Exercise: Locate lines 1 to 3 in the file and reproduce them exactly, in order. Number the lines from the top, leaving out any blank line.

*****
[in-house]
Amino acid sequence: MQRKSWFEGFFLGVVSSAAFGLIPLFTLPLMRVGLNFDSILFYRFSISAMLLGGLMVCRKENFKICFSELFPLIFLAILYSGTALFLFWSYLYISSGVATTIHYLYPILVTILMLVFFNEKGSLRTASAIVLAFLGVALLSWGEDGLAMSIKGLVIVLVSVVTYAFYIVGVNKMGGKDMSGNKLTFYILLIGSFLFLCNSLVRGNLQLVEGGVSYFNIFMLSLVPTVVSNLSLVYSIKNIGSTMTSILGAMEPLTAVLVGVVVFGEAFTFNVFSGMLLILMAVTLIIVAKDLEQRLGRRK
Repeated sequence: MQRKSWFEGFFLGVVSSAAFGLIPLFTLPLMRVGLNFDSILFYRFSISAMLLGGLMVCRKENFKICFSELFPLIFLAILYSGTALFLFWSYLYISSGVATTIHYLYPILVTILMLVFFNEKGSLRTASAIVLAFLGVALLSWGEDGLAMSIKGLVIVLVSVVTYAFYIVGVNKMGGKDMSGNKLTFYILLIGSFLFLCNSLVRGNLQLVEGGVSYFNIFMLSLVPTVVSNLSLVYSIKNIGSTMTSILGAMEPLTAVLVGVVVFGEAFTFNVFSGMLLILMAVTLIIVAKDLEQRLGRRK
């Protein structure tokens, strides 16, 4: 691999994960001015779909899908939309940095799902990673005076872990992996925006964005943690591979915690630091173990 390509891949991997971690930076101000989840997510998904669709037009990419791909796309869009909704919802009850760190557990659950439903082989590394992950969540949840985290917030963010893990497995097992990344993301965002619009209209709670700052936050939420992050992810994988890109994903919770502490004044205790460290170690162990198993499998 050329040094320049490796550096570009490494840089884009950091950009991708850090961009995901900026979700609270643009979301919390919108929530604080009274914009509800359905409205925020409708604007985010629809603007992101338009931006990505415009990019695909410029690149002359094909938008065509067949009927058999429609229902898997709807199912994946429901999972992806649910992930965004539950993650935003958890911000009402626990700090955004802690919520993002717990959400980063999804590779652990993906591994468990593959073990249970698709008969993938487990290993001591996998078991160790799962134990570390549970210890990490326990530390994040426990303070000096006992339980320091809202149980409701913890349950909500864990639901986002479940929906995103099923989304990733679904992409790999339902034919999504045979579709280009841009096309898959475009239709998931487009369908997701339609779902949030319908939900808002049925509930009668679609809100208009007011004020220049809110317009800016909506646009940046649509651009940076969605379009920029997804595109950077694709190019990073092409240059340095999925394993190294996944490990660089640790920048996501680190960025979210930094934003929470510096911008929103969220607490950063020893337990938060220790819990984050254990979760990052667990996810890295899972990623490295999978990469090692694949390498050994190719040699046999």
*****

[in-house]
Amino acid sequence: MQRKSWFEGFFLGVVSSAAFGLIPLFTLPLMRVGLNFDSILFYRFSISAMLLGGLMVCRKENFKICFSELFPLIFLAILYSGTALFLFWSYLYISSGVATTIHYLYPILVTILMLVFFNEKGSLRTASAIVLAFLGVALLSWGEDGLAMSIKGLVIVLVSVVTYAFYIVGVNKMGGKDMSGNKLTFYILLIGSFLFLCNSLVRGNLQLVEGGVSYFNIFMLSLVPTVVSNLSLVYSIKNIGSTMTSILGAMEPLTAVLVGVVVFGEAFTFNVFSGMLLILMAVTLIIVAKDLEQRLGRRK
Repeated sequence: MQRKSWFEGFFLGVVSSAAFGLIPLFTLPLMRVGLNFDSILFYRFSISAMLLGGLMVCRKENFKICFSELFPLIFLAILYSGTALFLFWSYLYISSGVATTIHYLYPILVTILMLVFFNEKGSLRTASAIVLAFLGVALLSWGEDGLAMSIKGLVIVLVSVVTYAFYIVGVNKMGGKDMSGNKLTFYILLIGSFLFLCNSLVRGNLQLVEGGVSYFNIFMLSLVPTVVSNLSLVYSIKNIGSTMTSILGAMEPLTAVLVGVVVFGEAFTFNVFSGMLLILMAVTLIIVAKDLEQRLGRRK